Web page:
VICDA School Projects

VICDA identify underprivileged communities in need of support in the areas of health/nutrition, education, and sanitation among other projects. Through their education projects, VICDA build schools for children in needy communities which are then staffed by government teachers. Construction includes ECD centers and primary and secondary schools.
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Year launched: 
2009
Launch country: 

CEI Plus Status

Program Results Status
Monitoring and Evaluation Reporting
Primary Approach: 
Implementer: 
Volunteer International Community Development Africa (VICDA)
Government of Kenya
Primary Topic: 

Location Data

State/Province: 
Nakuru and Kajiado counties
City: 
Nairobi
Geography type: 
Program Description: 

The goal of VICDA is to improve the lives of the vulnerable children in Kenyan society and ensure every child has a right to education; this is achieved through provision of education facilities, as it is a big challenge to learning in rural Kenya. There is a shortage of school facilities in rural areas of Kenya, where children either have no access or the schools are very overcrowded, which increases the rate of illiteracy and poor learning in schools. 

Thus, in addition to other initiatives on health and nutrition, VICDA builds schools around Kenya for communities that have been displaced and require education support. Since 2009, it has built nine schools in three counties in Kenya. The nine consist of one secondary, three primary, and five ECD schools. The VICDA team identifies communities that require support to provide education, such as internally displaced persons (IDPs), and, either through money the community has raised or through donations, VICDA begin construction.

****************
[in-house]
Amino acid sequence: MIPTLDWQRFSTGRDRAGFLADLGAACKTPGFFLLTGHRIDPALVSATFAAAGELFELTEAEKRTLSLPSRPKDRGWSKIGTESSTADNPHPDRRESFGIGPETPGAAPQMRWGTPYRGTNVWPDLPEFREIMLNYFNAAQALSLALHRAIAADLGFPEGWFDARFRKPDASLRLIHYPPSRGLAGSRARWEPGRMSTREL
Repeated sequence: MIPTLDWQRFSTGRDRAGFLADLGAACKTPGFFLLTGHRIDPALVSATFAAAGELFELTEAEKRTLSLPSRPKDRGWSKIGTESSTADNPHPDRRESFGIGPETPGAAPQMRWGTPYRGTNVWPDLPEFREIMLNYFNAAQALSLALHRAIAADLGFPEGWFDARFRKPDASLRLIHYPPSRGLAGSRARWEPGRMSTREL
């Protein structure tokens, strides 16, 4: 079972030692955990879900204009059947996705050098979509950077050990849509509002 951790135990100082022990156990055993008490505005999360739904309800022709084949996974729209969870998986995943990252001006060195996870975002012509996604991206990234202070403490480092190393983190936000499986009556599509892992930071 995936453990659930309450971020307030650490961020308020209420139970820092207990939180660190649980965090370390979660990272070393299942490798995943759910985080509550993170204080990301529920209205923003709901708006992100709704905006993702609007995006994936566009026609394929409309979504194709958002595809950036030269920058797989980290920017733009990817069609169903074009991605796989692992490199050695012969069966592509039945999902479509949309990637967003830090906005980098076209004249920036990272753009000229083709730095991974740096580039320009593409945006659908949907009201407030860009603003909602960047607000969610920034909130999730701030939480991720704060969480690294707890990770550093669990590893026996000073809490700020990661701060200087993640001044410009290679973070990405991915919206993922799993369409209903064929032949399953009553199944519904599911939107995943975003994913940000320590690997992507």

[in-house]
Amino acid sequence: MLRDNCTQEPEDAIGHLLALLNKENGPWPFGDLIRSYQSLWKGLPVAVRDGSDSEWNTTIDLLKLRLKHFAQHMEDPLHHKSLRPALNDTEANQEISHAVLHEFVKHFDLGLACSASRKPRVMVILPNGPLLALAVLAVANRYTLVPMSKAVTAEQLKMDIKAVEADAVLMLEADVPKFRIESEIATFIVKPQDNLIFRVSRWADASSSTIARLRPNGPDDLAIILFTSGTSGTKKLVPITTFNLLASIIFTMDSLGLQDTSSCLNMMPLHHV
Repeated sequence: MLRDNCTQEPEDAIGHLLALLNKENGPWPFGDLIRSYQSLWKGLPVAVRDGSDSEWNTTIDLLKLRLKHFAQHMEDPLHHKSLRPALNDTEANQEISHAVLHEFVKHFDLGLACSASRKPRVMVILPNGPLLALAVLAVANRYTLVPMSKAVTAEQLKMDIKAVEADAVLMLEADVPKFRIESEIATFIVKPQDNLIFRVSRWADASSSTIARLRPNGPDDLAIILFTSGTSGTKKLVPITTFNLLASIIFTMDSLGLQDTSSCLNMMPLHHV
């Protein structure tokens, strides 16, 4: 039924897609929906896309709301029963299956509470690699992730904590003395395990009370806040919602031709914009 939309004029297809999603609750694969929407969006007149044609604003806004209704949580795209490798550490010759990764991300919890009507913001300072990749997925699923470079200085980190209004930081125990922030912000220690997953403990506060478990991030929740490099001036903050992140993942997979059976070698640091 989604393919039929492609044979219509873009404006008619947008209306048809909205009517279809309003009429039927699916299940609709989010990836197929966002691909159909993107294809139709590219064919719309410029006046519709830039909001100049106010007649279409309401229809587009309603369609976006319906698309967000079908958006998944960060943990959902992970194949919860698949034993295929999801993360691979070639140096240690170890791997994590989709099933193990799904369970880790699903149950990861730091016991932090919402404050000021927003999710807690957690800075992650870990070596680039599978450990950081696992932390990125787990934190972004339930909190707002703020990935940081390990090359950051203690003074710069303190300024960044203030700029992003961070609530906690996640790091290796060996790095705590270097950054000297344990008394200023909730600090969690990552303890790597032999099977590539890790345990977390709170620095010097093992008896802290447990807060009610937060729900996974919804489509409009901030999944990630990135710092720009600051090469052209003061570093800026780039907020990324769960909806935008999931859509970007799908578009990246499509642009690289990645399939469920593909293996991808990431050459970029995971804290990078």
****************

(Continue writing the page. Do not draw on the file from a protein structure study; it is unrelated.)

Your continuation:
VICDA works closely with the government and builds schools as per its specifications, making it easier for the office of public works to approve the construction and sign off upon completion. The schools are constructed through donor funding and VICDA maintains control over the process to maintain quality standards and for ease of accountability through its contractor, employed directly by the organization. Volunteers also contribute toward construction on different sites as well as at the ECD centers. The schools include classrooms, toilets, and administration blocks and are furnished with desks, blackboards, learning materials, stationery, and playgrounds. The teachers, including those at the ECD level, are deployed by the government and paid for by the communities. These teachers have additional training in counseling due to the experiences of the target beneficiaries who pay fees to ensure sustainability of the school.

Upon completion of the project, VICDA turns over responsibility of the school to the board; however, it maintains a relationship with the school to regularly monitor the condition of the buildings as well as the general performance of the school. Through its experiences, VICDA has learned that ECD learning and nutrition are inextricably linked as a child is unable to develop, concentrate, and learn if he or she is malnourished and hungry. All ECD programs are therefore linked to feeding programs, which also increases the number of children attending school.

Highlighting Innovation: 
The program provides education to children who have to travel long distances for school. VICDA deals mainly with rebuilding with the lives of children who were victims of post-election violence in 2008 and lost years of schooling due to displacement.
Key Challenges: 
Sometimes, teachers ask for transfers as they ahve to travel 13 or more kilometers for each trip to their schools. Some children are slow to learn due to past emotional hardships.